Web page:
30 Oct 2020
British Veterinary LGBT: Sam’s story
One of the toughest lessons I had to learn (and probably I am still learning) is to not get overwhelmed with other people’s thoughts and opinions on you; do not change yourself to suit others.
Telling our stories, making our own history
LGBT History Month
Name: Sam Morgan
Qualified as: a veterinary nurse in 1999
Area of work: after graduation I worked as a veterinary nurse in Cardiff before moving to orthopaedic referrals. I returned to Cardiff to become Head Nurse in 2002. After gaining my Medical and Surgical Advanced Veterinary Nursing Diplomas, I started teaching veterinary students and lecturing in Bristol. In 2015 I became President of the British Veterinary Nursing Association (BVNA) and I am now one of two directors of Abbeydale Vetlink Veterinary Training.
“Definition of success is to live your life with integrity, not give into peer pressure, to live with honesty and compassion and to contribute in some way”- Ellen DeGeneres , 2009.
What inspired your path into the veterinary profession?
Having grown up around animals and enjoying science in school, I wanted a career that would mix the two. Careers advice was not very helpful, telling me veterinary surgery was a very hard course to be accepted on to and anything else with animals was poorly paid, so maybe I should consider being a nursery nurse. However, I was lucky enough to have my uncle who was a partner in a mixed practice in Cardiff, so I was able to do my work experience from school alongside him and then got a ‘Saturday girl’ position at the practice.
It was here I met the two veterinary nurses that worked at the practice, they inspired me; all I had to do was convince my mother that it was a good choice. I was pointed towards the BVNA, who could supply me with some career leaflets, and these did it for my mum.
What has been the most challenging part of your career?
Practice life was very much a mixture of emotions for me; after qualifying, I left my friends and family to follow my ambition of working in a referral centre. I did not think I would miss home as much as I did. A 90-minute journey by car does not sound far, but at times it might as well have been 1,000 miles. I did struggle at times during those 3 years spent away and that was certainly a challenge for me.
What has been the best part of your career so far?
Even though at times it was difficult, I do fondly remember and am proud to have worked in a great referral clinic. The clinical standards were amazing and I learned so much, so quickly, it does still remain the best part of my career. I think it helped to develop me, as a veterinary nurse.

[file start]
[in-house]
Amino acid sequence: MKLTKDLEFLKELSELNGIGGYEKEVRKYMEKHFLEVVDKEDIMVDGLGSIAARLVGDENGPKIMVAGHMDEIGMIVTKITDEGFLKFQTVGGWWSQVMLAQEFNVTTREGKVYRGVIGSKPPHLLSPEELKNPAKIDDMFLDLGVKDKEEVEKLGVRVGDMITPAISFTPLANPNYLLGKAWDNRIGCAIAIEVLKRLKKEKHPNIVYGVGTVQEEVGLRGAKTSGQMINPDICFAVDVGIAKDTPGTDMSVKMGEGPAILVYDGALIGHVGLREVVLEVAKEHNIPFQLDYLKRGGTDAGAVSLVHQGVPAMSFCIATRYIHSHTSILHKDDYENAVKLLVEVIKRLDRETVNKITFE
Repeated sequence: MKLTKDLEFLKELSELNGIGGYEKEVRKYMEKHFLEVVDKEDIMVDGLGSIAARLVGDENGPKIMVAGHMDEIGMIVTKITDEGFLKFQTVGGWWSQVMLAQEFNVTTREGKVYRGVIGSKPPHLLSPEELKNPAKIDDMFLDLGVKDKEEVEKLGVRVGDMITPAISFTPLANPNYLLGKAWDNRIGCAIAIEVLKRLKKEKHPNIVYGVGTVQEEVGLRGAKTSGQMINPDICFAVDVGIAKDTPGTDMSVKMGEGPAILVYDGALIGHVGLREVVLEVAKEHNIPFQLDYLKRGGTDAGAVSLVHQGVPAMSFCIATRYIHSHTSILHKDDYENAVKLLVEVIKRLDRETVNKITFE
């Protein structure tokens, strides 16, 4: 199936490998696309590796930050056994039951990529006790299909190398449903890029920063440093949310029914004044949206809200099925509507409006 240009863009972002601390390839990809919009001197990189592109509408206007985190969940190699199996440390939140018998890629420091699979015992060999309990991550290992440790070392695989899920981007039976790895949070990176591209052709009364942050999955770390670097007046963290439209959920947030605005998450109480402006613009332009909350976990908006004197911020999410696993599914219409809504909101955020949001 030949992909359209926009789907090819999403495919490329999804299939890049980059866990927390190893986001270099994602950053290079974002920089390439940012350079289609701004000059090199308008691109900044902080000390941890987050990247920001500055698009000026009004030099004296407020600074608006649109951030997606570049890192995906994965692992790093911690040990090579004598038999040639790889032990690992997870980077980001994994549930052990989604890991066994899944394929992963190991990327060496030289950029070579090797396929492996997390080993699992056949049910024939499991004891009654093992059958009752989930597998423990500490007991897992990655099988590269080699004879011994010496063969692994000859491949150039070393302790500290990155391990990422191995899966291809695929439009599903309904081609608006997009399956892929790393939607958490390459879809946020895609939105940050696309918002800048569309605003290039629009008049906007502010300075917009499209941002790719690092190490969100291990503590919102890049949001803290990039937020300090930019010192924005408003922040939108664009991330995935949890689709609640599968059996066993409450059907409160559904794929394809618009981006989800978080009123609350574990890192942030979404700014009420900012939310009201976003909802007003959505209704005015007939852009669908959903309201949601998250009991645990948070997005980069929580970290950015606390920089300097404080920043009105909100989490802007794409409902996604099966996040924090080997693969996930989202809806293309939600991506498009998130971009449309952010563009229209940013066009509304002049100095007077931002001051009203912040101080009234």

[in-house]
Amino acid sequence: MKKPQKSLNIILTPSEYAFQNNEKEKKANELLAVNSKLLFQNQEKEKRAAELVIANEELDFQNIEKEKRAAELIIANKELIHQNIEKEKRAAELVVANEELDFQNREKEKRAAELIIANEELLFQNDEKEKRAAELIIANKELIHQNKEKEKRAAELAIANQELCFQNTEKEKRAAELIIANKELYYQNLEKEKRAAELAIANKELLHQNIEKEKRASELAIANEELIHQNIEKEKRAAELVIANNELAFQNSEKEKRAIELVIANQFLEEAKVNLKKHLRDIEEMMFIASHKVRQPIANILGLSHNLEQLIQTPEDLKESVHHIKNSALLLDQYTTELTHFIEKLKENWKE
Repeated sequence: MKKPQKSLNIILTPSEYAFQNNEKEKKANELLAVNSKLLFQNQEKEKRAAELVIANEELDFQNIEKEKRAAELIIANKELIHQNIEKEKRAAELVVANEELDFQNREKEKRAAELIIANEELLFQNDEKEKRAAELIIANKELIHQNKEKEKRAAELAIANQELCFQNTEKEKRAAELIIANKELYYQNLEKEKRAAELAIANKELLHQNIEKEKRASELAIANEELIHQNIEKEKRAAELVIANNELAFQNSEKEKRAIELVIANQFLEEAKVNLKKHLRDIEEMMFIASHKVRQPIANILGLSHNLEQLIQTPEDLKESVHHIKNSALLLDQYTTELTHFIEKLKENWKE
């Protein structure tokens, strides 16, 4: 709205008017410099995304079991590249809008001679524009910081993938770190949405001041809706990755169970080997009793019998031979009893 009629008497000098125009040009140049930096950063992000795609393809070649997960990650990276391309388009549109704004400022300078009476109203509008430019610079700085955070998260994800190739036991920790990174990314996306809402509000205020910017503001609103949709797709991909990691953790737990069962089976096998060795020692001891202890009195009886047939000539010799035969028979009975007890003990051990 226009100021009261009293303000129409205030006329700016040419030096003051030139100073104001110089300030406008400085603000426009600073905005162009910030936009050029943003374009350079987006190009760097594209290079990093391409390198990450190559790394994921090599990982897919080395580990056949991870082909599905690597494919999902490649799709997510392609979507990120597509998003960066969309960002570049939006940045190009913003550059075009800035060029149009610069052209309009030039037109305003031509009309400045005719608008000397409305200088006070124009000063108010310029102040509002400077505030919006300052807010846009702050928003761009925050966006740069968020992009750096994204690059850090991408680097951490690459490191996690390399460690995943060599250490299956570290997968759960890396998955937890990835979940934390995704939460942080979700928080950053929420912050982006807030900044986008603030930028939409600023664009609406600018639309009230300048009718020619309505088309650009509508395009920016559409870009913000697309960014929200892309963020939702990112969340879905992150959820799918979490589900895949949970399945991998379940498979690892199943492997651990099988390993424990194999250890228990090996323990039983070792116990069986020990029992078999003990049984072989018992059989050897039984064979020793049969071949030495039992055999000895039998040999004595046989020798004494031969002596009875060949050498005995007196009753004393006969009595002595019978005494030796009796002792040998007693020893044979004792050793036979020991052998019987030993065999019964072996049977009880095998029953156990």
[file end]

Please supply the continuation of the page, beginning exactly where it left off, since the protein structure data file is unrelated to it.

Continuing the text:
What are your proudest achievements of your career?
This would have to be becoming BVNA President. I think as far back in my career as I can remember this was something I wanted (without even really understanding about it!) and it almost felt that all the hard work and studying had paid off on that Sunday morning in October 2015 when I got the chain of office. I am so proud to represent the vet nursing profession.
What advice would you offer to someone experiencing difficulty with their sexuality or gender identity?
Please, please do not think you are alone. As so very difficult as it feels, find someone to talk to, this is why groups like British Veterinary LGBT+ are invaluable and so important. To know there is someone who can appreciate what you might be experiencing and offer you support.
What advice would you give to your younger self and why?
One of the toughest lessons I had to learn (and probably I am still learning) is to not get overwhelmed with other people’s thoughts and opinions on you; do not change yourself to suit others. There have been times in both my professional and personal life where I have experienced ridicule and bullying and it is tough to not let that affect you on an emotional level but you have to.
Professionally, I have had to work hard to achieve what I have now and I still have more ambitions that I want to achieve. However, what I have had to learn is that it is OK to aim high, to want more and to work hard. Personally, it took me a long time to be comfortable to tell friends and family I am a lesbian as I was worried about what others would think. Now looking back, I could have saved so much gossip and speculation by coming out sooner. As long as you live your life with integrity and you are true to yourself, you should be proud.
- British Veterinary LGBT: Peter’s story - written by Dr Peter Jones, BVA President 2012-13
- British Veterinary LGBT: Charlotte's story - written by Dr Charlotte McCarroll
- British Veterinary LGBT: James’ story - written by James Greenwood
- Follow @bvlgbt on Twitter, like BVLGBT+ on Facebook or email [email protected]
- Rallying the troops for British Veterinary LGBT+
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